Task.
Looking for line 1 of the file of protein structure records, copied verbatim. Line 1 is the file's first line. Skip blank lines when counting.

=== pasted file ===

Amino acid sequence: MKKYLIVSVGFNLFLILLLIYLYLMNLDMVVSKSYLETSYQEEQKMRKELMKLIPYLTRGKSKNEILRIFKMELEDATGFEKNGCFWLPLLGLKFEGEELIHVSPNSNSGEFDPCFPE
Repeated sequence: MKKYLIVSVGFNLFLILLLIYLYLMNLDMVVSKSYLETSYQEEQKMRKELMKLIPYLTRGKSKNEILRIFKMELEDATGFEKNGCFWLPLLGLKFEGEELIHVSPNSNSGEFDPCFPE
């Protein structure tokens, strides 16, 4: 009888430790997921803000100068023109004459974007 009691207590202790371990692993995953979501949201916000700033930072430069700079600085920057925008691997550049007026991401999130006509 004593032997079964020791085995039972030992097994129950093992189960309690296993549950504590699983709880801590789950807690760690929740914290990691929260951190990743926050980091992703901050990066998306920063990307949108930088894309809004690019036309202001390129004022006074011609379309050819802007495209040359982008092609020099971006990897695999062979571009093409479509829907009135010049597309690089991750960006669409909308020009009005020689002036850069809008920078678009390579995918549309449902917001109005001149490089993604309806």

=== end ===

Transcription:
Amino acid sequence: MKKYLIVSVGFNLFLILLLIYLYLMNLDMVVSKSYLETSYQEEQKMRKELMKLIPYLTRGKSKNEILRIFKMELEDATGFEKNGCFWLPLLGLKFEGEELIHVSPNSNSGEFDPCFPE